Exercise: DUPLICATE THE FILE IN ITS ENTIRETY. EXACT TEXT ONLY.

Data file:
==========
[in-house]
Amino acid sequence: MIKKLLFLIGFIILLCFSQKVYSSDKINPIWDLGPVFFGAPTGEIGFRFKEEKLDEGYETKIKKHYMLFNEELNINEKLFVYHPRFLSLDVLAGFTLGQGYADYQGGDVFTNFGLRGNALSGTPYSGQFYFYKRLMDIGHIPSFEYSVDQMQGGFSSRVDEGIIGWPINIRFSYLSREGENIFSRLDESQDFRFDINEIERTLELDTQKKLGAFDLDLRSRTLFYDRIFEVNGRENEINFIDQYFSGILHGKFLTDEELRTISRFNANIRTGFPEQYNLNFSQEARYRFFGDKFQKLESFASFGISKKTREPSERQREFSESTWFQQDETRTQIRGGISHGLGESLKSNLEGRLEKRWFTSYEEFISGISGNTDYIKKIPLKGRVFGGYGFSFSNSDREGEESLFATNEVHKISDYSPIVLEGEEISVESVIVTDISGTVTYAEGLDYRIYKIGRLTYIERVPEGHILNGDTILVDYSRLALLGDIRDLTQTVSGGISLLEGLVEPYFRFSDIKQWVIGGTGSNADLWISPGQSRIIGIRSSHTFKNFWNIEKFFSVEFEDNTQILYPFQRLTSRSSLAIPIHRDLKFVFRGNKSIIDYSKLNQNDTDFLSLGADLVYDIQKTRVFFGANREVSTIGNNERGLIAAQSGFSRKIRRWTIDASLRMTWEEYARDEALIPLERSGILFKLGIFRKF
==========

[in-house]
Amino acid sequence: MIKKLLFLIGFIILLCFSQKVYSSDKINPIWDLGPVFFGAPTGEIGFRFKEEKLDEGYETKIKKHYMLFNEELNINEKLFVYHPRFLSLDVLAGFTLGQGYADYQGGDVFTNFGLRGNALSGTPYSGQFYFYKRLMDIGHIPSFEYSVDQMQGGFSSRVDEGIIGWPINIRFSYLSREGENIFSRLDESQDFRFDINEIERTLELDTQKKLGAFDLDLRSRTLFYDRIFEVNGRENEINFIDQYFSGILHGKFLTDEELRTISRFNANIRTGFPEQYNLNFSQEARYRFFGDKFQKLESFASFGISKKTREPSERQREFSESTWFQQDETRTQIRGGISHGLGESLKSNLEGRLEKRWFTSYEEFISGISGNTDYIKKIPLKGRVFGGYGFSFSNSDREGEESLFATNEVHKISDYSPIVLEGEEISVESVIVTDISGTVTYAEGLDYRIYKIGRLTYIERVPEGHILNGDTILVDYSRLALLGDIRDLTQTVSGGISLLEGLVEPYFRFSDIKQWVIGGTGSNADLWISPGQSRIIGIRSSHTFKNFWNIEKFFSVEFEDNTQILYPFQRLTSRSSLAIPIHRDLKFVFRGNKSIIDYSKLNQNDTDFLSLGADLVYDIQKTRVFFGANREVSTIGNNERGLIAAQSGFSRKIRRWTIDASLRMTWEEYARDEALIPLERSGILFKLGIFRKF